Stitch on - 

Saturday, January 25, 2014


So in trying to surprise my friend with legwarmers, I actually posted photos of the WIP on this blog forgetting that the friend reads my blog! Whoops. Although I wish I hadn't blown the surprise, I was touched that she reads what I post. =)

Here is a photo of the finished product.

These legwarmers would look fantastic with the new pair of boots I just bought! 

They look even better, though, on my dear friend's tightrope. Her grace and determination inspire me everyday. 

A toast to you (and your warm legs!) Sarah - to my real life superhero. =) 

Tuesday, December 31, 2013

That Time of Year...

Once again it is the end times, the last day of the old year. I'm in that limbo between finishing one half of a project and casting on the second half. A dear friend of mine in Philadelphia asked me to make her a pair of legwarmers and I'm taking my time on them. I'm ashamed to say that I started them on December 6 and finished the first one on December 28 or something. Got to get the second one done so that I can send it off before the weather gets warm! 

As with my food blog, my New Year's resolution is to take better knitting pictures. I know there are webinars out there for that, so I need to watch one and get crackin'. 

Before I get to that, though, let's look back a little. I wrote 18 posts over 9 months and got 650 page views. For a first foray into a knitting blog, I'm happy with this. I have posted over 50 projects on my Ravelry page, which I am super proud of.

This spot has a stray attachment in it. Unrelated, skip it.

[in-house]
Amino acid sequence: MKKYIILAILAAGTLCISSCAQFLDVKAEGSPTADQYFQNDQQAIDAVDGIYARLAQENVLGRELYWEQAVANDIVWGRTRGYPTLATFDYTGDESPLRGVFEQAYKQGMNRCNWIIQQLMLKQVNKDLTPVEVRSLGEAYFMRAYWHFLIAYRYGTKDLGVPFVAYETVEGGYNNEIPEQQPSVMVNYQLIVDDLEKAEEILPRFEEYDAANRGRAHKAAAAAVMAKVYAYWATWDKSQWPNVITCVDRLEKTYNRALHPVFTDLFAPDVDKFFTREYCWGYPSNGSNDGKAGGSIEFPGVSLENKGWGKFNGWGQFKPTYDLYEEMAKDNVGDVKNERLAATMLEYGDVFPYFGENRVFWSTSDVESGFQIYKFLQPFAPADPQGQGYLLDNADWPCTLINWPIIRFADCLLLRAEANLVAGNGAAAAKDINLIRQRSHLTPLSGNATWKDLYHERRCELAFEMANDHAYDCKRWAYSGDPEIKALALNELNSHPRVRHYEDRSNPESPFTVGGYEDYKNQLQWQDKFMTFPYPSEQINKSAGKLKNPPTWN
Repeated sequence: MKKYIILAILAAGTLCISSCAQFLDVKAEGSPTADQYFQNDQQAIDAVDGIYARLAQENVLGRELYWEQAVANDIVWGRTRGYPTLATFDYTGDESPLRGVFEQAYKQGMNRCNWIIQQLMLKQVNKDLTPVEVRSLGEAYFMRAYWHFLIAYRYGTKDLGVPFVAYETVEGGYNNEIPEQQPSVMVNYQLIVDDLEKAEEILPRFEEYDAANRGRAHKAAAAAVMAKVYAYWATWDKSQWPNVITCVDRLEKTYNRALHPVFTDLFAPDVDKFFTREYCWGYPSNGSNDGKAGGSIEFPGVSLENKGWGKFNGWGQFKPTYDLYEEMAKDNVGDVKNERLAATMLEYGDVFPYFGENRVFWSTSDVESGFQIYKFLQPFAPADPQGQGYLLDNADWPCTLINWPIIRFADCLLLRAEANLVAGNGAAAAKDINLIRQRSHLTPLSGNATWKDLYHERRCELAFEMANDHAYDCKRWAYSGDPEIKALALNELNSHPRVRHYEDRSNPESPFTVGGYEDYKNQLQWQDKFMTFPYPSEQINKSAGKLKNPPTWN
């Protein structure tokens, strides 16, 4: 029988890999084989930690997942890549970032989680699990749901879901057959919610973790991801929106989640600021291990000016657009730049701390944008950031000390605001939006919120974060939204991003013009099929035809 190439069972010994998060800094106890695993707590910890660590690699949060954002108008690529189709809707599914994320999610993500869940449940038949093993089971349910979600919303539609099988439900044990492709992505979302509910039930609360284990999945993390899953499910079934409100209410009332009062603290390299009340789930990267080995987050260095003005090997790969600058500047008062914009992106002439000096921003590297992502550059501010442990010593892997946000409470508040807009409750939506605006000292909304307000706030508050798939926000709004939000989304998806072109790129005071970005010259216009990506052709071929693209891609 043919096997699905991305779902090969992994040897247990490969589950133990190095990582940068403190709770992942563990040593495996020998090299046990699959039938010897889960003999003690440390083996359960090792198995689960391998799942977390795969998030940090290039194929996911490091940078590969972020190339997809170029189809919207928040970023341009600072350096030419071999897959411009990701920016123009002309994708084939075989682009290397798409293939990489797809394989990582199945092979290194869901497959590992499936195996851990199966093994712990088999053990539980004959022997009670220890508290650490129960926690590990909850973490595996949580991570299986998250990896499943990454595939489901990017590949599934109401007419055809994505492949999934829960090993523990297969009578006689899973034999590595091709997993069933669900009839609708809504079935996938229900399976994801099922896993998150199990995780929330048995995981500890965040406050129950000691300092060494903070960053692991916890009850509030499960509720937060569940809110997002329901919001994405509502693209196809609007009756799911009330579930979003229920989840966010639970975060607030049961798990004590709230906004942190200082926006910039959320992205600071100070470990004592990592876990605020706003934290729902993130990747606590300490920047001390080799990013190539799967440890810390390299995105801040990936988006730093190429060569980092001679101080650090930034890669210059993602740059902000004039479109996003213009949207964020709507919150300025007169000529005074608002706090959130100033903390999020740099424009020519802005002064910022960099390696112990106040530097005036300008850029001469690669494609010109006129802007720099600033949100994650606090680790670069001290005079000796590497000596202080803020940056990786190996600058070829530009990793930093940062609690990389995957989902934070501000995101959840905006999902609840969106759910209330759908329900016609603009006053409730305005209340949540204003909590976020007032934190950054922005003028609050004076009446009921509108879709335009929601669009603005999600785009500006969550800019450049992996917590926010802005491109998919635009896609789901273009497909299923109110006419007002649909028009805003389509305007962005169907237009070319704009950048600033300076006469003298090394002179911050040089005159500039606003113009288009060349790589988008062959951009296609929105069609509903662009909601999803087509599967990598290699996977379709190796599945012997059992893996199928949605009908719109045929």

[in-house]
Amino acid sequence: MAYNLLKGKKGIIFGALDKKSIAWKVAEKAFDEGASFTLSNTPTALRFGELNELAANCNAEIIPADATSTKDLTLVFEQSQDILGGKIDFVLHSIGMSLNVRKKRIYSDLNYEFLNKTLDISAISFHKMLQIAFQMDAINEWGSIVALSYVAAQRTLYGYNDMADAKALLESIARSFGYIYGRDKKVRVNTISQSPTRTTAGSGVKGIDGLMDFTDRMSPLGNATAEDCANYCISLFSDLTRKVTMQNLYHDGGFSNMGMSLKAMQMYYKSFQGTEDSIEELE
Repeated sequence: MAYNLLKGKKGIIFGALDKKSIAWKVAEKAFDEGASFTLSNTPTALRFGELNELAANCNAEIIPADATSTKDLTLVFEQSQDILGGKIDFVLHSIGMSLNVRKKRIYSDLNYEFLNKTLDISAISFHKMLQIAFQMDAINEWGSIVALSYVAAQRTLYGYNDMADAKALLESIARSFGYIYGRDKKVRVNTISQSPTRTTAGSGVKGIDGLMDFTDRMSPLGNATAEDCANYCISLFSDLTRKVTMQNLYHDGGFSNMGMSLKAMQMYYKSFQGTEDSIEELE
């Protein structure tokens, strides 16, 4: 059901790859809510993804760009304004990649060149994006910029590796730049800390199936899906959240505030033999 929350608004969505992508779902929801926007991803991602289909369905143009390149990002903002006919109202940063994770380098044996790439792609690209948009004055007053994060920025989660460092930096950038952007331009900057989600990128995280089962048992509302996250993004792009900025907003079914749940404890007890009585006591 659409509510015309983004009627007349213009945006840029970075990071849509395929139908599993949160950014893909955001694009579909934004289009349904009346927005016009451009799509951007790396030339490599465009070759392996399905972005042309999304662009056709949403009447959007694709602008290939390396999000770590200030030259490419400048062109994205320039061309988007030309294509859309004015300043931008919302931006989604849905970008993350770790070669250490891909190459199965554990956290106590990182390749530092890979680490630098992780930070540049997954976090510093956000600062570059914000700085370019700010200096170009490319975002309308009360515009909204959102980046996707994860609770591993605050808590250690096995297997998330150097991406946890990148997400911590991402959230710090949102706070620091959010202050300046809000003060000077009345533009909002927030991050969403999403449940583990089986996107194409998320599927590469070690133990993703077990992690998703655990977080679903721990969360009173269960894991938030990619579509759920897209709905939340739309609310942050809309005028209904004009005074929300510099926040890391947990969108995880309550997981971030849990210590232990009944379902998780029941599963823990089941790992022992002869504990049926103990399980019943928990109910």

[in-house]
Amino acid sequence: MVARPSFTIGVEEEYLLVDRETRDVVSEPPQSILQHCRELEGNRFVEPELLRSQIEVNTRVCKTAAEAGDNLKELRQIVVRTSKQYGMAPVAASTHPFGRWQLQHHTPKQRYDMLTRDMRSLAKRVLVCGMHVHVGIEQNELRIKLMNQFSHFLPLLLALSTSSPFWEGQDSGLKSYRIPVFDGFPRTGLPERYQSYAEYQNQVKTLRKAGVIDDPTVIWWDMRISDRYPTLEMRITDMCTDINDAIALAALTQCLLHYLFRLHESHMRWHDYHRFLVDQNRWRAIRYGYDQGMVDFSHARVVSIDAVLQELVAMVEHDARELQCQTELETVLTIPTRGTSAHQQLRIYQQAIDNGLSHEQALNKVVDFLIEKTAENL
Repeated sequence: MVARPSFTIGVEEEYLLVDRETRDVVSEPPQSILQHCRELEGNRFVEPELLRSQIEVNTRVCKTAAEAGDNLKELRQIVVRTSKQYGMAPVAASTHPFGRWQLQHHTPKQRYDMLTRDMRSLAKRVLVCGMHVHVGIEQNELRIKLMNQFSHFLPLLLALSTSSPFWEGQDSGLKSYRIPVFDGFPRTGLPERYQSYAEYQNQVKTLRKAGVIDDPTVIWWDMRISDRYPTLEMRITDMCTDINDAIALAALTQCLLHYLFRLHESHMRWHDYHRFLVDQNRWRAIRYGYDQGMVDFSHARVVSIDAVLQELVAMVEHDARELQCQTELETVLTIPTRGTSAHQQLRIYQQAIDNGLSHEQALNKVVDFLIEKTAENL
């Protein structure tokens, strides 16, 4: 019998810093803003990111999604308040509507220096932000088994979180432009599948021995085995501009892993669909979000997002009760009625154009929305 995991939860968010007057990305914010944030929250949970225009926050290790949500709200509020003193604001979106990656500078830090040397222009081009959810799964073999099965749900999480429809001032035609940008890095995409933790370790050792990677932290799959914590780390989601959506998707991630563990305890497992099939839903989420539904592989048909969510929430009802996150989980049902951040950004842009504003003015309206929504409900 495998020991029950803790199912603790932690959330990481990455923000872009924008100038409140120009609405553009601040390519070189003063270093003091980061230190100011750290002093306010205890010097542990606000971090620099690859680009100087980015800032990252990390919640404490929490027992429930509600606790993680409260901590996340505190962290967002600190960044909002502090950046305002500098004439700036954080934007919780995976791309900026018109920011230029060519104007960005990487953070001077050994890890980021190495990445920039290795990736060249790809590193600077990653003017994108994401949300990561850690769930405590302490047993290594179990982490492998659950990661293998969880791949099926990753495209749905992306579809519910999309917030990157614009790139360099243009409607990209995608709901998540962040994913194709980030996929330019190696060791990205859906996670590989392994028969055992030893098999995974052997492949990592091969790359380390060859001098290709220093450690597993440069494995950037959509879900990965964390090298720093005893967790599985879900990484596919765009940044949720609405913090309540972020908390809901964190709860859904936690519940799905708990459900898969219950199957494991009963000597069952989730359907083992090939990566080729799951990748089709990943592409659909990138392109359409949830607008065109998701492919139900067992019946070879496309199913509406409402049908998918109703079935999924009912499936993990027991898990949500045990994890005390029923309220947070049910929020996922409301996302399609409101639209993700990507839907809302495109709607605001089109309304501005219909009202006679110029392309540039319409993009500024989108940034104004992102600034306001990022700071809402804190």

This year I figured out how to do lace, even though I still haven't figured out how to block. I knit a pair of amazing and functional hiking socks. I knit a few things in cotton that were really cool but didn't actually serve their purpose: the Hers Soap Holder that became my token holder for the Crescent City Farmer's Market and the Summer Cover-Up that is beautiful but that doesn't match with anything and that I hate to wear. I attempted to bring back the "What Not to Knit" genre of knitting blogs but was too afraid of offending people. It just wasn't funny when I tried to do it. Lastly, I designed a really funky necklace
that my co-worker loved. Her reaction was exactly what I was hoping for, except for "You should sell these!" It took me so long that I'd have to charge $30 or more for one. I haven't figured out how to make knitting profitable yet and probably never will.

Phew! Hooray for 2013. 2014 is going to be interesting... my GRE scores will probably expire soon so I have to seriously think about graduate school. I'm moving back home for a little while. Whatever happens, I will be glad to have another even-numbered year and say goodbye to 2013.

What's on your needles this New Year's Eve? I hope it's something sparkly and warm. 

Happy knitting, friends. Til next year...